Hoodie App Tracker is now deployable to IBM Bluemix
Adding deployment options to the Hoodie’s sample app
Hoodie is a fast, simple and self-hosted backend as a service for your (web) apps. In short, Hoodie makes building Offline First apps a breeze. Plus, the Hoodie team is committed to doing wonderful work making the open source community a better place, so you can feel great about working with them.
Even better, earlier this year Hoodie announced that they have done some work to become compatible with IBM Cloudant®, which was obviously music to my ears as a Developer Advocate on IBM’s Watson Data Platform. Since Hoodie scratched our back, I thought it only fair to scratch theirs too, by doing the work to make it possible to deploy Hoodie to IBM Bluemix®. So I submitted a pull request to Hoodie’s simple sample app, App Tracker.
Prepare to Bluemix
Now, to make your web app deployable to Bluemix, there are a few steps you’ll need to take to get your app compatible. To do this work for Hoodie’s App Tracker, I relied on this handy post by Bradley Holt: A Twelve-Factor App Checklist for Deploying to IBM Bluemix. Not all the steps in his checklist applied to this particular scenario, so I’d like to walk you through what I did to get a simple Hoodie app deployable to Bluemix.
All the work is already done, but if you’re curious how it could apply to your own Node.js project, I’ll describe the steps I took here. I distilled Bradley’s checklist items, which required me to make changes to Hoodie’s App Tracker and make it deployable to Bluemix:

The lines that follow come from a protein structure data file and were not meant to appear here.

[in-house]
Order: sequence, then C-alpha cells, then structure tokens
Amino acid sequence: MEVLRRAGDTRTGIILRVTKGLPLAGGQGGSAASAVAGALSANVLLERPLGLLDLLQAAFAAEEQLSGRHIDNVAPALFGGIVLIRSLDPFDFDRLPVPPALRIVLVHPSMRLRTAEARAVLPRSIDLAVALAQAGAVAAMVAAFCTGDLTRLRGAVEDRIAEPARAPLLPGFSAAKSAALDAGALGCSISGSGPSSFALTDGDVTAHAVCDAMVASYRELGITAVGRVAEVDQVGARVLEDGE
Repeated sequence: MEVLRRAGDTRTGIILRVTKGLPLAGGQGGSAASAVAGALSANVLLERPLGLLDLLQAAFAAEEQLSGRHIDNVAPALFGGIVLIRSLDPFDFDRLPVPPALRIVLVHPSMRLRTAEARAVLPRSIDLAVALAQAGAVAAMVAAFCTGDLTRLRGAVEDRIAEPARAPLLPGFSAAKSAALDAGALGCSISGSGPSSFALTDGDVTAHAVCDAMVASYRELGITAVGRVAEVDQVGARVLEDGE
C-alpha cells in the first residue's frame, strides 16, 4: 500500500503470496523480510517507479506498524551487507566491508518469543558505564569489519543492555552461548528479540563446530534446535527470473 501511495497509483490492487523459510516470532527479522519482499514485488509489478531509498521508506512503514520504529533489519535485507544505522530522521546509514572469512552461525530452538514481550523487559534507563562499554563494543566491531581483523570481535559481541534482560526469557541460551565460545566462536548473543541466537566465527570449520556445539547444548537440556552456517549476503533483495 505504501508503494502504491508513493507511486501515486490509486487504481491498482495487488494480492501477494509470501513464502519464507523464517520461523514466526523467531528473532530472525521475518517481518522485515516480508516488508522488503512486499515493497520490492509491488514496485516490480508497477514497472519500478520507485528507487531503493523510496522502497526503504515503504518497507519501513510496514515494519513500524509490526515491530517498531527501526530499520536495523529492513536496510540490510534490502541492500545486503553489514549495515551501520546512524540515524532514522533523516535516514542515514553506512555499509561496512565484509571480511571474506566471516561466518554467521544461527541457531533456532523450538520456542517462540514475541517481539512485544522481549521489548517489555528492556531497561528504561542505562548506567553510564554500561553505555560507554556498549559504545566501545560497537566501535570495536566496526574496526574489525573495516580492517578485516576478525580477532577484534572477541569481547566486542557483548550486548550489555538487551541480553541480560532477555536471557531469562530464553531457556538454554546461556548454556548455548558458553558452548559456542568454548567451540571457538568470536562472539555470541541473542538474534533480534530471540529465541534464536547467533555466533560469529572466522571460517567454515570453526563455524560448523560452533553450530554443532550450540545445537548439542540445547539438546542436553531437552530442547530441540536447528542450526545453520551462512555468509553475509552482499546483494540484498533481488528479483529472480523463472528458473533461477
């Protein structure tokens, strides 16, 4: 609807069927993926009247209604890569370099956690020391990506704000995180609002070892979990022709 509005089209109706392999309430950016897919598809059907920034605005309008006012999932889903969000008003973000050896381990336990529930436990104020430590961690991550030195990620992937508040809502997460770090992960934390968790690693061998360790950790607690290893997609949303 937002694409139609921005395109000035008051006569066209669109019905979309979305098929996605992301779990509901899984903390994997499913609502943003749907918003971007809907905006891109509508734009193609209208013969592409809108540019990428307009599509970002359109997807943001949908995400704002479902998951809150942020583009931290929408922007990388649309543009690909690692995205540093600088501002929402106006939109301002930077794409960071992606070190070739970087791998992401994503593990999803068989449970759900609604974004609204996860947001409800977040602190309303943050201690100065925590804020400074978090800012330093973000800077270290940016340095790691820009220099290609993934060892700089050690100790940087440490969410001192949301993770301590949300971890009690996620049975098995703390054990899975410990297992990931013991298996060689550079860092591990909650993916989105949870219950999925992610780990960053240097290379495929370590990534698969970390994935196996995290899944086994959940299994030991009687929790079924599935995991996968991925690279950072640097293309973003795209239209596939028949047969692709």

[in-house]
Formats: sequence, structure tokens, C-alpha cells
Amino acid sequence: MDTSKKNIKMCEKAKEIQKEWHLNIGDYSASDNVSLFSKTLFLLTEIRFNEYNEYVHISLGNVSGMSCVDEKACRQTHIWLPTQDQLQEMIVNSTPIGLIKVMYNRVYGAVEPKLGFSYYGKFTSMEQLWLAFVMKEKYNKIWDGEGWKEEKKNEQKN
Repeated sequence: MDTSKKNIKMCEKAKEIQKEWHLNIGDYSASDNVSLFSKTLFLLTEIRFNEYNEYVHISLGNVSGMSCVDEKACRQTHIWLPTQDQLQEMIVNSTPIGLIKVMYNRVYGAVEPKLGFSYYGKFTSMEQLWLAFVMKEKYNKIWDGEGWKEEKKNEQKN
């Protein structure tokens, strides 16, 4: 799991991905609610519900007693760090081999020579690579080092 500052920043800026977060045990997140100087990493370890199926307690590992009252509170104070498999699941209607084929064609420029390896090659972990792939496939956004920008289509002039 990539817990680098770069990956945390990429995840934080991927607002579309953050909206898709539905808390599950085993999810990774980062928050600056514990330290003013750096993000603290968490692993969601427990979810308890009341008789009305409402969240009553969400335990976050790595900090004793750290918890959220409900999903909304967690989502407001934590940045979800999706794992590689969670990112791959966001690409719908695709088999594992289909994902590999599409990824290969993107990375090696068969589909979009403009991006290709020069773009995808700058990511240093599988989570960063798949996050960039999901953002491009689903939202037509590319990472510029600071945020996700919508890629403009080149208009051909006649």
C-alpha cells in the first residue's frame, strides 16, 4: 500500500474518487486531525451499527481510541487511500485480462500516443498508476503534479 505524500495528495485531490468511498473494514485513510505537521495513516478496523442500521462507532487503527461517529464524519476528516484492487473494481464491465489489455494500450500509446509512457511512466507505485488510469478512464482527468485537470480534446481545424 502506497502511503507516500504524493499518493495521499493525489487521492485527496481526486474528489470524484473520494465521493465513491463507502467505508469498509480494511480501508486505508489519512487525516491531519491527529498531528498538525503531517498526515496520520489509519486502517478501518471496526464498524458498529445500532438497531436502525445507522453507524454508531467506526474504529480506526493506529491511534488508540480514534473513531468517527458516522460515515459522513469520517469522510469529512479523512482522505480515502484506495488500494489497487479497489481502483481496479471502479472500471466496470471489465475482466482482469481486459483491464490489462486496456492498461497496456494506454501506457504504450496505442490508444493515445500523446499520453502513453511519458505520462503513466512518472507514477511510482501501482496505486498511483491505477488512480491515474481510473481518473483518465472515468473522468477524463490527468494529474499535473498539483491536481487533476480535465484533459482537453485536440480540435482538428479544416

- I had to create a
.cfignorefile so that Bluemix would know which files should not be shipped to Bluemix on deployment. Typically, this matches what lives in your
.gitignorefile, but at a minimum you will want your
npm-debug.logfiles, as well as any other dependencies that get built with your app listed in your
.cfignorefile is something you can sometimes get away without including when deploying to Bluemix. However there are two big reasons to include it here. First, you’d be deploying several files that should really just stay in your local development environment. Second, and probably the biggest reason, is that Bluemix won’t install your npm modules and instead will just ship whatever happens to be in the
node_modulesdirectory in your local development environment.
- To fulfill a Bluemix requirement for this application, I needed to add a
Procfile. You wouldn’t normally need a
Procfilefor a simple application, as without it Bluemix will automatically create one for you. However, for this application it needs to populate the value for the
hoodie_dbUrlenvironment variable to populate the CouchDB URL, so making it ahead of time was important.
- Lastly, Bluemix has a fancy one-click button that you can utilize on your projects to make it easy-peasy to deploy. To be able to enable this button, your project must include the
manifest.ymlfile. To get around using the manifest file (which contains a non-unique name), the manual Bluemix deployment instructions require two additional steps:
- Provide a unique application name as a parameter for
- Manually bind the
Now you can easily deploy Hoodie’s App Tracker example to Bluemix, manually or automatically using the Deploy to Bluemix button. It took a little finagling to figure out the correct port info for the
Procfile, and you can see what I did by reviewing the final commit. If you’d like to deploy your own version of App Tracker, Hoodie describes all your options for deployment, including the Bluemix instructions.
The commit above was, in fact, my first major open source contribution. I must say that Hoodie was a wonderful project to work with. If you are curious about getting involved with an open source project, I would highly recommend you start with Hoodie because they are professional, welcoming, and oh so friendly!
Stay tuned as I’ll be writing more about my experience contributing #myfirstpr to Hoodie.
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